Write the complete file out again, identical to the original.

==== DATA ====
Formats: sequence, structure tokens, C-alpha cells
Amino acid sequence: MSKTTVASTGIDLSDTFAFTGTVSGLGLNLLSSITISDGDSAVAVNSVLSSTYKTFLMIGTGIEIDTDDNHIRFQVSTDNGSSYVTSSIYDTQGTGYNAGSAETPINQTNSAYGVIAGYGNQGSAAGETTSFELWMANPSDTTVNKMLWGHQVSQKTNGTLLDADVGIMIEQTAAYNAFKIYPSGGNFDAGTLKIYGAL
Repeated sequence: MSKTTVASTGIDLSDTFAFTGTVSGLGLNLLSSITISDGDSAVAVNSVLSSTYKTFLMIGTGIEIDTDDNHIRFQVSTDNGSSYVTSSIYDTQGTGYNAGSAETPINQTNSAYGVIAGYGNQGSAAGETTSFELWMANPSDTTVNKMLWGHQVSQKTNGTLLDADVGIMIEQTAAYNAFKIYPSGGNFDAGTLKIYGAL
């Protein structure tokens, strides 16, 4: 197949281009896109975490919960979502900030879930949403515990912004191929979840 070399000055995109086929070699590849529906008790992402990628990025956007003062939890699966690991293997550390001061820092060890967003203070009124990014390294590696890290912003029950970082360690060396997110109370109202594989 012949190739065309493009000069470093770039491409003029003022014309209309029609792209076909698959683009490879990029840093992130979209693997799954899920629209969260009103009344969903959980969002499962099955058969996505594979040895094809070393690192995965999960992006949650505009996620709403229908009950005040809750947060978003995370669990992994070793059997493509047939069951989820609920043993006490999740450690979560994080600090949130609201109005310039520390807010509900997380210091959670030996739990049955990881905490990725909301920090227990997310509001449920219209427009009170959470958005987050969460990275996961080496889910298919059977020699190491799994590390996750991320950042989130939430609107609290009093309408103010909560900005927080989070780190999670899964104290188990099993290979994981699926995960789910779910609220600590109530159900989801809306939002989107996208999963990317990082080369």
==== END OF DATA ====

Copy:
Formats: sequence, structure tokens, C-alpha cells
Amino acid sequence: MSKTTVASTGIDLSDTFAFTGTVSGLGLNLLSSITISDGDSAVAVNSVLSSTYKTFLMIGTGIEIDTDDNHIRFQVSTDNGSSYVTSSIYDTQGTGYNAGSAETPINQTNSAYGVIAGYGNQGSAAGETTSFELWMANPSDTTVNKMLWGHQVSQKTNGTLLDADVGIMIEQTAAYNAFKIYPSGGNFDAGTLKIYGAL
Repeated sequence: MSKTTVASTGIDLSDTFAFTGTVSGLGLNLLSSITISDGDSAVAVNSVLSSTYKTFLMIGTGIEIDTDDNHIRFQVSTDNGSSYVTSSIYDTQGTGYNAGSAETPINQTNSAYGVIAGYGNQGSAAGETTSFELWMANPSDTTVNKMLWGHQVSQKTNGTLLDADVGIMIEQTAAYNAFKIYPSGGNFDAGTLKIYGAL
């Protein structure tokens, strides 16, 4: 197949281009896109975490919960979502900030879930949403515990912004191929979840 070399000055995109086929070699590849529906008790992402990628990025956007003062939890699966690991293997550390001061820092060890967003203070009124990014390294590696890290912003029950970082360690060396997110109370109202594989 012949190739065309493009000069470093770039491409003029003022014309209309029609792209076909698959683009490879990029840093992130979209693997799954899920629209969260009103009344969903959980969002499962099955058969996505594979040895094809070393690192995965999960992006949650505009996620709403229908009950005040809750947060978003995370669990992994070793059997493509047939069951989820609920043993006490999740450690979560994080600090949130609201109005310039520390807010509900997380210091959670030996739990049955990881905490990725909301920090227990997310509001449920219209427009009170959470958005987050969460990275996961080496889910298919059977020699190491799994590390996750991320950042989130939430609107609290009093309408103010909560900005927080989070780190999670899964104290188990099993290979994981699926995960789910779910609220600590109530159900989801809306939002989107996208999963990317990082080369």